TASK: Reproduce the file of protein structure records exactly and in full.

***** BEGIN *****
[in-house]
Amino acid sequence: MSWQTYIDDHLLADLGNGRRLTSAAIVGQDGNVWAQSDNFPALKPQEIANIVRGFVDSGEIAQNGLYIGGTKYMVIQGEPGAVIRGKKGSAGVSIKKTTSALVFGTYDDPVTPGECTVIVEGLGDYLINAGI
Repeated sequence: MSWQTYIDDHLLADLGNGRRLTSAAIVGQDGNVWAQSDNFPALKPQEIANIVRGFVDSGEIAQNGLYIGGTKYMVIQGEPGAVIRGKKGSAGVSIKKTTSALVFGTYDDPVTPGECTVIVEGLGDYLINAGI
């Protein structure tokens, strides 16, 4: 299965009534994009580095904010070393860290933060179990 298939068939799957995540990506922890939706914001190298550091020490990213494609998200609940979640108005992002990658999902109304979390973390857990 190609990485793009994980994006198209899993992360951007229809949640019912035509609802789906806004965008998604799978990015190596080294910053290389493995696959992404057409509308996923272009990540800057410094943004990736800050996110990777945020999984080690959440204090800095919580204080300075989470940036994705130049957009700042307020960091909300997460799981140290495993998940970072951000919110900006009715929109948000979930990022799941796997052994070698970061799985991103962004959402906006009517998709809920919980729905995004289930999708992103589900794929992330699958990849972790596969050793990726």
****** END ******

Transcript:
[in-house]
Amino acid sequence: MSWQTYIDDHLLADLGNGRRLTSAAIVGQDGNVWAQSDNFPALKPQEIANIVRGFVDSGEIAQNGLYIGGTKYMVIQGEPGAVIRGKKGSAGVSIKKTTSALVFGTYDDPVTPGECTVIVEGLGDYLINAGI
Repeated sequence: MSWQTYIDDHLLADLGNGRRLTSAAIVGQDGNVWAQSDNFPALKPQEIANIVRGFVDSGEIAQNGLYIGGTKYMVIQGEPGAVIRGKKGSAGVSIKKTTSALVFGTYDDPVTPGECTVIVEGLGDYLINAGI
């Protein structure tokens, strides 16, 4: 299965009534994009580095904010070393860290933060179990 298939068939799957995540990506922890939706914001190298550091020490990213494609998200609940979640108005992002990658999902109304979390973390857990 190609990485793009994980994006198209899993992360951007229809949640019912035509609802789906806004965008998604799978990015190596080294910053290389493995696959992404057409509308996923272009990540800057410094943004990736800050996110990777945020999984080690959440204090800095919580204080300075989470940036994705130049957009700042307020960091909300997460799981140290495993998940970072951000919110900006009715929109948000979930990022799941796997052994070698970061799985991103962004959402906006009517998709809920919980729905995004289930999708992103589900794929992330699958990849972790596969050793990726």